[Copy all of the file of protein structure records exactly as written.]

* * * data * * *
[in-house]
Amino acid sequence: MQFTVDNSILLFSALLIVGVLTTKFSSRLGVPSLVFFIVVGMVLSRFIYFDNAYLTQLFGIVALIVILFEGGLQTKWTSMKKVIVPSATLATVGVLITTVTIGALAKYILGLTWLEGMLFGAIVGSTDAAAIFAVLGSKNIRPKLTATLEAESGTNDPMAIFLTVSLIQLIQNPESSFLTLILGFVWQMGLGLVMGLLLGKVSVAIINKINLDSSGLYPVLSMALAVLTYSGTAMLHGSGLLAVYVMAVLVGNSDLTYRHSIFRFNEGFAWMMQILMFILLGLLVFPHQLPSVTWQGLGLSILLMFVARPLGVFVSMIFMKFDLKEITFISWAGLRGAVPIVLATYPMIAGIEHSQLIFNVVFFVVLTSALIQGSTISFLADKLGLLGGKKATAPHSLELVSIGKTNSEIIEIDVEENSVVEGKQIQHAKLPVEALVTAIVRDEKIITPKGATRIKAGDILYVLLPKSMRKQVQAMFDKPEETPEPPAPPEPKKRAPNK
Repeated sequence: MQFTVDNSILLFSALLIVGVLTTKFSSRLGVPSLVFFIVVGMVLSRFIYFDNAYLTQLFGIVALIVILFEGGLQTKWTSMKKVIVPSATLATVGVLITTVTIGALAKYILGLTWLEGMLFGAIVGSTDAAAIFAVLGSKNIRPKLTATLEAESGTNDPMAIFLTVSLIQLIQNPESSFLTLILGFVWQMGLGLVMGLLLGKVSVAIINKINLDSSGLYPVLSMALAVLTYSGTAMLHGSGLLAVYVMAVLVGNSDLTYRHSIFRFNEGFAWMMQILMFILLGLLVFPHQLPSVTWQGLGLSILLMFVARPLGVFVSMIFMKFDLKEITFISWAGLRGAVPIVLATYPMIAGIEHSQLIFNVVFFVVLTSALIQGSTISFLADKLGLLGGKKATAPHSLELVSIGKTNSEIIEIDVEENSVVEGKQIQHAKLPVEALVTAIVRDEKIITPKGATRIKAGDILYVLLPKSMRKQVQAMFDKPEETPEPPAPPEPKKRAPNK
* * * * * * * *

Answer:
[in-house]
Amino acid sequence: MQFTVDNSILLFSALLIVGVLTTKFSSRLGVPSLVFFIVVGMVLSRFIYFDNAYLTQLFGIVALIVILFEGGLQTKWTSMKKVIVPSATLATVGVLITTVTIGALAKYILGLTWLEGMLFGAIVGSTDAAAIFAVLGSKNIRPKLTATLEAESGTNDPMAIFLTVSLIQLIQNPESSFLTLILGFVWQMGLGLVMGLLLGKVSVAIINKINLDSSGLYPVLSMALAVLTYSGTAMLHGSGLLAVYVMAVLVGNSDLTYRHSIFRFNEGFAWMMQILMFILLGLLVFPHQLPSVTWQGLGLSILLMFVARPLGVFVSMIFMKFDLKEITFISWAGLRGAVPIVLATYPMIAGIEHSQLIFNVVFFVVLTSALIQGSTISFLADKLGLLGGKKATAPHSLELVSIGKTNSEIIEIDVEENSVVEGKQIQHAKLPVEALVTAIVRDEKIITPKGATRIKAGDILYVLLPKSMRKQVQAMFDKPEETPEPPAPPEPKKRAPNK
Repeated sequence: MQFTVDNSILLFSALLIVGVLTTKFSSRLGVPSLVFFIVVGMVLSRFIYFDNAYLTQLFGIVALIVILFEGGLQTKWTSMKKVIVPSATLATVGVLITTVTIGALAKYILGLTWLEGMLFGAIVGSTDAAAIFAVLGSKNIRPKLTATLEAESGTNDPMAIFLTVSLIQLIQNPESSFLTLILGFVWQMGLGLVMGLLLGKVSVAIINKINLDSSGLYPVLSMALAVLTYSGTAMLHGSGLLAVYVMAVLVGNSDLTYRHSIFRFNEGFAWMMQILMFILLGLLVFPHQLPSVTWQGLGLSILLMFVARPLGVFVSMIFMKFDLKEITFISWAGLRGAVPIVLATYPMIAGIEHSQLIFNVVFFVVLTSALIQGSTISFLADKLGLLGGKKATAPHSLELVSIGKTNSEIIEIDVEENSVVEGKQIQHAKLPVEALVTAIVRDEKIITPKGATRIKAGDILYVLLPKSMRKQVQAMFDKPEETPEPPAPPEPKKRAPNK